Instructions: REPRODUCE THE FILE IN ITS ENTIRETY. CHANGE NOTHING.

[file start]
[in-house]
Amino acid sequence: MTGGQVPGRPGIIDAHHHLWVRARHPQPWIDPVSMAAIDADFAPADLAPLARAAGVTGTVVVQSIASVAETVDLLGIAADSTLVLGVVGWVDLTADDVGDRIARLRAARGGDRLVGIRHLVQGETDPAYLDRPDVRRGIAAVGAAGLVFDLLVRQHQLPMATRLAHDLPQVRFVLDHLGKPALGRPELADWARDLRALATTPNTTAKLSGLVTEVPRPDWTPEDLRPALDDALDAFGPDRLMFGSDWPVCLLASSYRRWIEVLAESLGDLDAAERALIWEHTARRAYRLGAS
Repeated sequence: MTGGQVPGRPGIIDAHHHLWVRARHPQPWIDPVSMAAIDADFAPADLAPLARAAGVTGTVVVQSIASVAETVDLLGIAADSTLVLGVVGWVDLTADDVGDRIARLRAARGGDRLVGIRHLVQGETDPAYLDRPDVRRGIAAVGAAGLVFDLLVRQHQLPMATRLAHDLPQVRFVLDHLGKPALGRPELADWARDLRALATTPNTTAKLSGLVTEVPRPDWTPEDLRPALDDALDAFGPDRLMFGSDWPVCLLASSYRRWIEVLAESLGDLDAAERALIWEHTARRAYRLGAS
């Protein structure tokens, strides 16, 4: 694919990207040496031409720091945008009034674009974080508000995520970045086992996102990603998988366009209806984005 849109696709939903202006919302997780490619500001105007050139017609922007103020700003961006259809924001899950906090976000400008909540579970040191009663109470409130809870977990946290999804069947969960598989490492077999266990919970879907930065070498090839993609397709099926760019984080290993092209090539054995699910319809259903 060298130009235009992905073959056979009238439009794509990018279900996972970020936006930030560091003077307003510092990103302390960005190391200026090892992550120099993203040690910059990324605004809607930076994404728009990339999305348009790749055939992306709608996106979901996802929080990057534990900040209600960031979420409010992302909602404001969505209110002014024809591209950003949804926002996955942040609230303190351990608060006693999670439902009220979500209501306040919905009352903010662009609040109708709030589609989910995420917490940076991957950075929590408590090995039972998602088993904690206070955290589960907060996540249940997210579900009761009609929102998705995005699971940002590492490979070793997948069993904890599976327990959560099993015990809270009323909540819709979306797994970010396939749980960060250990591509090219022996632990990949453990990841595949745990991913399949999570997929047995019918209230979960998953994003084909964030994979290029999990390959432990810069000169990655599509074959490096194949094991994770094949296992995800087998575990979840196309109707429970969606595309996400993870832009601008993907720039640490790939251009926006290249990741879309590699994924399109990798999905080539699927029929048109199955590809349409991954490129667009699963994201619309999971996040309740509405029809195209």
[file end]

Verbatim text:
[in-house]
Amino acid sequence: MTGGQVPGRPGIIDAHHHLWVRARHPQPWIDPVSMAAIDADFAPADLAPLARAAGVTGTVVVQSIASVAETVDLLGIAADSTLVLGVVGWVDLTADDVGDRIARLRAARGGDRLVGIRHLVQGETDPAYLDRPDVRRGIAAVGAAGLVFDLLVRQHQLPMATRLAHDLPQVRFVLDHLGKPALGRPELADWARDLRALATTPNTTAKLSGLVTEVPRPDWTPEDLRPALDDALDAFGPDRLMFGSDWPVCLLASSYRRWIEVLAESLGDLDAAERALIWEHTARRAYRLGAS
Repeated sequence: MTGGQVPGRPGIIDAHHHLWVRARHPQPWIDPVSMAAIDADFAPADLAPLARAAGVTGTVVVQSIASVAETVDLLGIAADSTLVLGVVGWVDLTADDVGDRIARLRAARGGDRLVGIRHLVQGETDPAYLDRPDVRRGIAAVGAAGLVFDLLVRQHQLPMATRLAHDLPQVRFVLDHLGKPALGRPELADWARDLRALATTPNTTAKLSGLVTEVPRPDWTPEDLRPALDDALDAFGPDRLMFGSDWPVCLLASSYRRWIEVLAESLGDLDAAERALIWEHTARRAYRLGAS
């Protein structure tokens, strides 16, 4: 694919990207040496031409720091945008009034674009974080508000995520970045086992996102990603998988366009209806984005 849109696709939903202006919302997780490619500001105007050139017609922007103020700003961006259809924001899950906090976000400008909540579970040191009663109470409130809870977990946290999804069947969960598989490492077999266990919970879907930065070498090839993609397709099926760019984080290993092209090539054995699910319809259903 060298130009235009992905073959056979009238439009794509990018279900996972970020936006930030560091003077307003510092990103302390960005190391200026090892992550120099993203040690910059990324605004809607930076994404728009990339999305348009790749055939992306709608996106979901996802929080990057534990900040209600960031979420409010992302909602404001969505209110002014024809591209950003949804926002996955942040609230303190351990608060006693999670439902009220979500209501306040919905009352903010662009609040109708709030589609989910995420917490940076991957950075929590408590090995039972998602088993904690206070955290589960907060996540249940997210579900009761009609929102998705995005699971940002590492490979070793997948069993904890599976327990959560099993015990809270009323909540819709979306797994970010396939749980960060250990591509090219022996632990990949453990990841595949745990991913399949999570997929047995019918209230979960998953994003084909964030994979290029999990390959432990810069000169990655599509074959490096194949094991994770094949296992995800087998575990979840196309109707429970969606595309996400993870832009601008993907720039640490790939251009926006290249990741879309590699994924399109990798999905080539699927029929048109199955590809349409991954490129667009699963994201619309999971996040309740509405029809195209």